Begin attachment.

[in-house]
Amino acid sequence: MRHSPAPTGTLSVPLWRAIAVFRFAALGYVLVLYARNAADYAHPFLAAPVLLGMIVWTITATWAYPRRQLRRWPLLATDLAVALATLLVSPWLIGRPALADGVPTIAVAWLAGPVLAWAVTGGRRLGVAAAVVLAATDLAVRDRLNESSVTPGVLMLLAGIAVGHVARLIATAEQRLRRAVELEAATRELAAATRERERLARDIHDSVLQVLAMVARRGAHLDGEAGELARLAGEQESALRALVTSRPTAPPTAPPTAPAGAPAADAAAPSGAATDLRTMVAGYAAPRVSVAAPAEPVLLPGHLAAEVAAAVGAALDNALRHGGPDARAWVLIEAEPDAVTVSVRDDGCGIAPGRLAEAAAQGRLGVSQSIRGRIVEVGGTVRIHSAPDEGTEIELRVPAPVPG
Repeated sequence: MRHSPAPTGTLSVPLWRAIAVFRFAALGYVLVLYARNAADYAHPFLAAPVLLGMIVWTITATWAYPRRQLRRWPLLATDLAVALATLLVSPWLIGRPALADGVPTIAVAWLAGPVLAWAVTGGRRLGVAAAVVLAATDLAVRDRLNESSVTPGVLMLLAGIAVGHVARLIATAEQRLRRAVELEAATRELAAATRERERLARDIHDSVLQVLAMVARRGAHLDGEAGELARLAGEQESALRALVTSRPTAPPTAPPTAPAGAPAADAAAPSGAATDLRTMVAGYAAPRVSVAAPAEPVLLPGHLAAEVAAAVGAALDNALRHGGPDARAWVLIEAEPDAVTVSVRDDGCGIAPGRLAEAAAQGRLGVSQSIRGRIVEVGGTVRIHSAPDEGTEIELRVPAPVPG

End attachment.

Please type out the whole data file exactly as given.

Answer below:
[in-house]
Amino acid sequence: MRHSPAPTGTLSVPLWRAIAVFRFAALGYVLVLYARNAADYAHPFLAAPVLLGMIVWTITATWAYPRRQLRRWPLLATDLAVALATLLVSPWLIGRPALADGVPTIAVAWLAGPVLAWAVTGGRRLGVAAAVVLAATDLAVRDRLNESSVTPGVLMLLAGIAVGHVARLIATAEQRLRRAVELEAATRELAAATRERERLARDIHDSVLQVLAMVARRGAHLDGEAGELARLAGEQESALRALVTSRPTAPPTAPPTAPAGAPAADAAAPSGAATDLRTMVAGYAAPRVSVAAPAEPVLLPGHLAAEVAAAVGAALDNALRHGGPDARAWVLIEAEPDAVTVSVRDDGCGIAPGRLAEAAAQGRLGVSQSIRGRIVEVGGTVRIHSAPDEGTEIELRVPAPVPG
Repeated sequence: MRHSPAPTGTLSVPLWRAIAVFRFAALGYVLVLYARNAADYAHPFLAAPVLLGMIVWTITATWAYPRRQLRRWPLLATDLAVALATLLVSPWLIGRPALADGVPTIAVAWLAGPVLAWAVTGGRRLGVAAAVVLAATDLAVRDRLNESSVTPGVLMLLAGIAVGHVARLIATAEQRLRRAVELEAATRELAAATRERERLARDIHDSVLQVLAMVARRGAHLDGEAGELARLAGEQESALRALVTSRPTAPPTAPPTAPAGAPAADAAAPSGAATDLRTMVAGYAAPRVSVAAPAEPVLLPGHLAAEVAAAVGAALDNALRHGGPDARAWVLIEAEPDAVTVSVRDDGCGIAPGRLAEAAAQGRLGVSQSIRGRIVEVGGTVRIHSAPDEGTEIELRVPAPVPG